New Delhi: As the Supreme Court awaits the Centre’s reply on vulgar and harmful content being streamed on over-the-top (OTT) platforms, the concerned officials from the Information and Broadcasting Ministry are set to meet the representatives from various OTT vendors over releasing shows such as ‘Leila’ and ‘The Patriot Act’ that depict the Hindu religion in poor light.
There has been a surge lately in such anti-Hindu content on various OTT platforms that has reportedly upset organisations such as the RSS and the VHP.
Shows such as ‘Leila’, ‘Patriot Act’ (both streaming on Netflix) and ‘The Final Call’ (on Zee5) have already been flagged for their provocative content and the I&B Ministry will soon meet the OTT players to discuss the situation.
The OTT platforms currently do not come under the ambit of the Central Board of Film Certification (CBFC) content guidelines.
The Supreme Court has already issued a notice to the central government on the regulation of uncertified and sexually explicit content on online streaming platforms such as Netflix and Amazon Prime Video.
“The online platforms are displaying unlicensed, unregulated, uncertified content and collecting subscription amounts from Indian consumers whereas the content telecast on the online platforms is illegal to the extent that certain movies are banned under the provisions of the Indian Cinematograph Act,” advocate H.S. Hora said on behalf of the petitioner NGO Justice for Rights Foundation.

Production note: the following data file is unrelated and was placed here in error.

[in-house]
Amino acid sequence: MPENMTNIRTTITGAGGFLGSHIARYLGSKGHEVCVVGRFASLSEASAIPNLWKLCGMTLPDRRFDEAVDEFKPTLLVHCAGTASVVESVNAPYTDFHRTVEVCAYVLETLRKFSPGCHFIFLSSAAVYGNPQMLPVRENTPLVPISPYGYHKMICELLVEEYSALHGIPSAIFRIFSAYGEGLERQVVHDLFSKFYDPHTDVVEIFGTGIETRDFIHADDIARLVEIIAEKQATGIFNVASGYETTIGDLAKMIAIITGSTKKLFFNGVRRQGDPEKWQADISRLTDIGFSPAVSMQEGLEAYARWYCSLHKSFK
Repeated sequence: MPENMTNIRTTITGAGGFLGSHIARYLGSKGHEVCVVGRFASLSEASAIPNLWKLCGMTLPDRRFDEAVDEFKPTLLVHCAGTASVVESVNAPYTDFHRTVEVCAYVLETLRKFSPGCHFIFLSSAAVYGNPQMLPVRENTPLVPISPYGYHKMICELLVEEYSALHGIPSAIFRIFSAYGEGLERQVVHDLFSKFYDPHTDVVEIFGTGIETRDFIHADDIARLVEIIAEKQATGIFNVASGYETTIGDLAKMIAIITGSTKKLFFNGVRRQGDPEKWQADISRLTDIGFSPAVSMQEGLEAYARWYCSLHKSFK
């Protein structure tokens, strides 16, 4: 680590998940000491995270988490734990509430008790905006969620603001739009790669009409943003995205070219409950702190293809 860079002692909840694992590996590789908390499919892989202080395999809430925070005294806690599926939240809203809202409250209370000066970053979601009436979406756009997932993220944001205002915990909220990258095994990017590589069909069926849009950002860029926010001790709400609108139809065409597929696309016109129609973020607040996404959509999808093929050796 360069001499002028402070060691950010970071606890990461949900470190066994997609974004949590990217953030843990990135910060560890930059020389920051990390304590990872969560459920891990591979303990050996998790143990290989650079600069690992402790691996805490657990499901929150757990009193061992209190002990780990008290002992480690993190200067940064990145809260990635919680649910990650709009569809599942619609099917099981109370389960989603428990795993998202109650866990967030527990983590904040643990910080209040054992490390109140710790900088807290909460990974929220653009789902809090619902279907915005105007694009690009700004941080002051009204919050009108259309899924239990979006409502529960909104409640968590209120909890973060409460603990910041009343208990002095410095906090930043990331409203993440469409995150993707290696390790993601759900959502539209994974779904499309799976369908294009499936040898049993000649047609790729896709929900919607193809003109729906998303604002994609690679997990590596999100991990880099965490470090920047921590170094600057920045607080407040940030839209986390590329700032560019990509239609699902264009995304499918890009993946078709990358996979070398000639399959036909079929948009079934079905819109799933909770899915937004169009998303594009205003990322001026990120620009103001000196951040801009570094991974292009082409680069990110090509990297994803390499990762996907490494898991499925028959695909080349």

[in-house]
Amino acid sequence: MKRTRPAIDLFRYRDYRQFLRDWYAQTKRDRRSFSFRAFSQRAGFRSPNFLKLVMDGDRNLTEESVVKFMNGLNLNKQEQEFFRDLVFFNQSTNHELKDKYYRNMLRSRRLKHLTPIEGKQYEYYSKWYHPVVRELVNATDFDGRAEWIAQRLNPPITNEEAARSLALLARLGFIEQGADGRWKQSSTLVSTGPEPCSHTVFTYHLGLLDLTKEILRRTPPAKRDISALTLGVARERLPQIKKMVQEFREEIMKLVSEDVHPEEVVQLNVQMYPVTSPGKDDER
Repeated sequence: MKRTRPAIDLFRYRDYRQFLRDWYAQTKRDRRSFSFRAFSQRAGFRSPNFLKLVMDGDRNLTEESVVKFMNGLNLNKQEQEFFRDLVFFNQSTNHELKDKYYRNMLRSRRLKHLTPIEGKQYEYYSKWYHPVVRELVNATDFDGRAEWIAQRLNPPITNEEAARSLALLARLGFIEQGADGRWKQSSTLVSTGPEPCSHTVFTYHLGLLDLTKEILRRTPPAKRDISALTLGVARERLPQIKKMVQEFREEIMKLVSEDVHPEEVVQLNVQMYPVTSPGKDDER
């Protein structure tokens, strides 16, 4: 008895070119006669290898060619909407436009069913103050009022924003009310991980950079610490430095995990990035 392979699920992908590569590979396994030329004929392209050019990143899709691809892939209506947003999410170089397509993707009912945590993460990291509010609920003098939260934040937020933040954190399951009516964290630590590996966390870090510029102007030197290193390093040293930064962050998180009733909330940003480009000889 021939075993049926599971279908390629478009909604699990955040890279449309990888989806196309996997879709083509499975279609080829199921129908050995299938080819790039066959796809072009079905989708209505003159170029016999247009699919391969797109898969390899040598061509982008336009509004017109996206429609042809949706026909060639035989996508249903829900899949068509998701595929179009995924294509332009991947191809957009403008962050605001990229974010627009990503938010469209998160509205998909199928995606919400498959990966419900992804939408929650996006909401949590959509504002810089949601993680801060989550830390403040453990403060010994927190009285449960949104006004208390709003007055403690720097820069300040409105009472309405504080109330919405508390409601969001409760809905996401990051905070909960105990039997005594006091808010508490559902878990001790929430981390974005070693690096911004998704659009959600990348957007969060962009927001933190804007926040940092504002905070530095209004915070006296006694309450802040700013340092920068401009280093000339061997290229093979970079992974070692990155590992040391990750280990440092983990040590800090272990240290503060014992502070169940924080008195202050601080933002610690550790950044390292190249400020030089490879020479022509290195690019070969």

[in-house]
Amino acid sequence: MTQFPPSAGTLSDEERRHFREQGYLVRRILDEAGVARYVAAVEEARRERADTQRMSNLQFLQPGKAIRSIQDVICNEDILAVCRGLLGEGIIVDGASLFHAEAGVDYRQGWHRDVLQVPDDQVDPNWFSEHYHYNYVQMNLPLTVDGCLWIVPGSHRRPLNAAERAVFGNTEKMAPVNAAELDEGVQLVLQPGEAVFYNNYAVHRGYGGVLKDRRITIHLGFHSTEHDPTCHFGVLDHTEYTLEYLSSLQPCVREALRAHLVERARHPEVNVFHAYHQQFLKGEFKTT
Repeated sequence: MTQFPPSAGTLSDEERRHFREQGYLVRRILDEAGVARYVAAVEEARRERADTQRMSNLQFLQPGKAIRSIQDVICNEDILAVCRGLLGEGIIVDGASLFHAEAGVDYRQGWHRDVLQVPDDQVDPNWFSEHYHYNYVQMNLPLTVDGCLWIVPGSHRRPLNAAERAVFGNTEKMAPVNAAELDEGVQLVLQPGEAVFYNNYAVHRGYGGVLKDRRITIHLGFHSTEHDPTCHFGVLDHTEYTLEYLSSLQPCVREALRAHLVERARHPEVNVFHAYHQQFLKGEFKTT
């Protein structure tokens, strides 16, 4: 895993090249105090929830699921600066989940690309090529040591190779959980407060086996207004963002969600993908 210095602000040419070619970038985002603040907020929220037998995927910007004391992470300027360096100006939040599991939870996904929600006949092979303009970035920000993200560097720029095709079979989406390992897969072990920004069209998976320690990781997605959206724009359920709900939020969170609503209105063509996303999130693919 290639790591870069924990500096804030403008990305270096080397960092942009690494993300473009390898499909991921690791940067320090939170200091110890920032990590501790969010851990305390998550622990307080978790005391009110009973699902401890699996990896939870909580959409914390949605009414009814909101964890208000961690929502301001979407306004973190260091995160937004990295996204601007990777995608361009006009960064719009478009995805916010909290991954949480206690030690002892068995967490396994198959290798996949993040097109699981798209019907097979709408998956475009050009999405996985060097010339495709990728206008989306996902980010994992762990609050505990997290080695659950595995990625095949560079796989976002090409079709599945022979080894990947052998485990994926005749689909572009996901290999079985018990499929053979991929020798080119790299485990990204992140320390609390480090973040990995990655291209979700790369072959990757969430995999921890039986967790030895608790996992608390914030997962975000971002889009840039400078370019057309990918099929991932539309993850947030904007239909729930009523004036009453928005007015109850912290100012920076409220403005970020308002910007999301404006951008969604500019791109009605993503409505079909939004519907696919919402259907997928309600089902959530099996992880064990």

The PIL has also alleged that the content of several show on OTT platforms violates provisions of the Indian Penal Code (IPC) and the Information Technology Act.
A similar appeal is pending before the Karnataka High Court.
The Telecom Regulatory Authority of India (TRAI) is also looking at the possibility of bringing digital streaming platforms under the same licensing or regulatory norms that are applicable to telecom service providers (TSPs).
Earlier OTT services were limited to WhatsApp, Hike, Skype and Viber. But with the popularity of streaming video content and TV channels, Video OTTs have also started playing out on telecom networks in a big way.
The regulator had sought the industry’s views on which OTT services should be regarded as the same or similar to those offered by telecom operators, and if “substitutability” should be the main criteria for comparison of regulatory or licensing rules applicable to TSPs and OTT service providers.
According to T.V. Ramachandran, President, Broadband India Forum (BIF),OTTs are not gatekeepers and do not control broadband access.
“They also do not own or control network infrastructure. Hence there is no case to regulate them. Any attempt to regulate them would only stifle their innovative, ultra-low cost services to the public and thus harm society and the economy”.
In January, online curated content providers, including Netflix and Hotstar, voluntarily signed a self-regulatory Code of Best Practices under the aegis of the Internet and Mobile Association of India (IAMAI). Amazon Prime Video, however, is not part to the self-regulatory code.